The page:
Even though Simkin is a principal at one of the world’s top companies, he still dedicates his performances to his parents and considers their approval more important than anyone else’s. This makes sense, since his mother gave him his formal ballet training when he was growing up and introduced him to the world of dance competitions. The episode ends with Simkin leaving to meet his parents at his Brooklyn apartment.

Watch the complete "Behind the Curtain" episode playlist here.

Melissa Toogood (left) in rehearsal with Pam Tanowitz's dancers

When we watch our favorite dancers onstage, it’s hard not to wonder what their lives are like outside the theater. And the bigger the fan you are, the more details you want: Where do they eat, take class, live, work and generally exist when they’re not performing? Who are their friends and loved ones? What does their streetwear look like? I guess it’s pretty nosy of us, but all I can say is I’m glad Dance Magazine knows their audience. In their new web series, “Behind the Curtain,” they deliver all those everyday life details and more.

In each episode, DM follows an established dancer during a day in his or her life. Plus, they’ve captured some gorgeous original footage in classes and rehearsals. Besides being a tantalizing peak at an artist’s personal life, it’s a reminder of the dedication (and long days) it takes to maintain a professional career.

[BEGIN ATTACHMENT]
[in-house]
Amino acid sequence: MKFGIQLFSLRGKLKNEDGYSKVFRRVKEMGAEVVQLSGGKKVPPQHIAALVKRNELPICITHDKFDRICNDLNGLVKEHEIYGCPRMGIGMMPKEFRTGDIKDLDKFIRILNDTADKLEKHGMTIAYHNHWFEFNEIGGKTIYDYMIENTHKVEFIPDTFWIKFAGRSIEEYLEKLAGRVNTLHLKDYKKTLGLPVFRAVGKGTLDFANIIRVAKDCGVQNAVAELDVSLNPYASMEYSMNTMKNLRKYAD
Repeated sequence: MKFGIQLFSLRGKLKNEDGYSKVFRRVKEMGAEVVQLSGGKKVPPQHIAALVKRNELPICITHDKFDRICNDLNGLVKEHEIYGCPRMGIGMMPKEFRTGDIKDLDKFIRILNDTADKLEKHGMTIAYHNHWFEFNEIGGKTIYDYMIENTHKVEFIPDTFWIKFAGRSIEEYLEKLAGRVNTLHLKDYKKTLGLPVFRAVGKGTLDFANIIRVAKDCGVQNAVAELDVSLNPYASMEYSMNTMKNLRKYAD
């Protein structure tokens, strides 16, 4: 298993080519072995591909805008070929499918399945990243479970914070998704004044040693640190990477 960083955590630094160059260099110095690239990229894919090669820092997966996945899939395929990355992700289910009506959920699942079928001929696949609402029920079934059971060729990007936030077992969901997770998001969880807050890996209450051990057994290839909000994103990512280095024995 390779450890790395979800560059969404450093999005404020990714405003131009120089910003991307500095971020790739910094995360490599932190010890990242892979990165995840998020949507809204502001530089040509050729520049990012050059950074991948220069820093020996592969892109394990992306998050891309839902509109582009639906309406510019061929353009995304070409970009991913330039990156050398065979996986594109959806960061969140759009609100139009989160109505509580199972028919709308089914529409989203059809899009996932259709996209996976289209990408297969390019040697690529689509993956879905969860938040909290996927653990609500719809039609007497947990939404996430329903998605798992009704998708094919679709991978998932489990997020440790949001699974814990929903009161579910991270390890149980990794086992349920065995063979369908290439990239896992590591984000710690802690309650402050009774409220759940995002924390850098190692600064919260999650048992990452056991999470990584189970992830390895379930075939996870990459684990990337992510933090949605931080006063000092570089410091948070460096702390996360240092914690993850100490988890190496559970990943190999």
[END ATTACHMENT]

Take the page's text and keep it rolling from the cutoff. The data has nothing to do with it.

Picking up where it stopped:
The debut episode follows former Cunningham dancer Melissa Toogood during a full day as a freelancer in NYC. The first thing I notice is that she and her husband wear adorable matching hats when they leave their Brooklyn apartment. She hits up morning Pilates, then takes a Cunningham class at City Center before leading rehearsal for Pam Tanowitz, who she works for as rehearsal director. Toogood regularly teaches Cunningham classes, too, but admits she loves coaching most of all. “I like teaching technique, but I prefer addressing the interpretation of movement,” she says. “I want to help them figure out the best way to do the movement in their bodies.”

Toogood is featured in a story and photo essay in the June issue of DM. We can’t wait to see who will be spotlighted next!

Watch Toogood’s “Behind the Curtain” episode here.

Photo by Jim Laffery for Dance Magazine

In an exclusive interview with Dance Magazine editor at large Wendy Perron, Michelle Dorrance discussed her current work, The Blues Project, displaying the disarmingly humble demeanor we’ve come to expect and love from the tapper.

She is honored and thrilled, she says, to have Dormeshia Sumbry-Edwards and Derick K. Grant co-choreographing The Blues Project with her. It’s a unique experience dancing to the blues, she explains, because she is moved more by the vocals and guitar than the percussion and rhythm sections.

When Perron asks what instrument Dorrance would play if she wasn’t busy making music with her feet, she says she “fake plays” harmonica—she’s played it on her tap tours to Europe—and has mastered no more than “three chords and the truth” on guitar and ukulele—to play the blues (and other) melodies she was obsessed with as a child, she says.

When the subject of sexy women tappers like Chloé Arnold’s Syncopated Ladies comes up, Dorrance says she would probably perform best as comic relief in one of their sets, noting it takes a ton of technical skill to be sexy while dancing. Give her six months, she adds, and she might be able to do it.

The Blues Project will have a weeklong run at Jacob’s Pillow this summer. Watch the full interview with Perron here: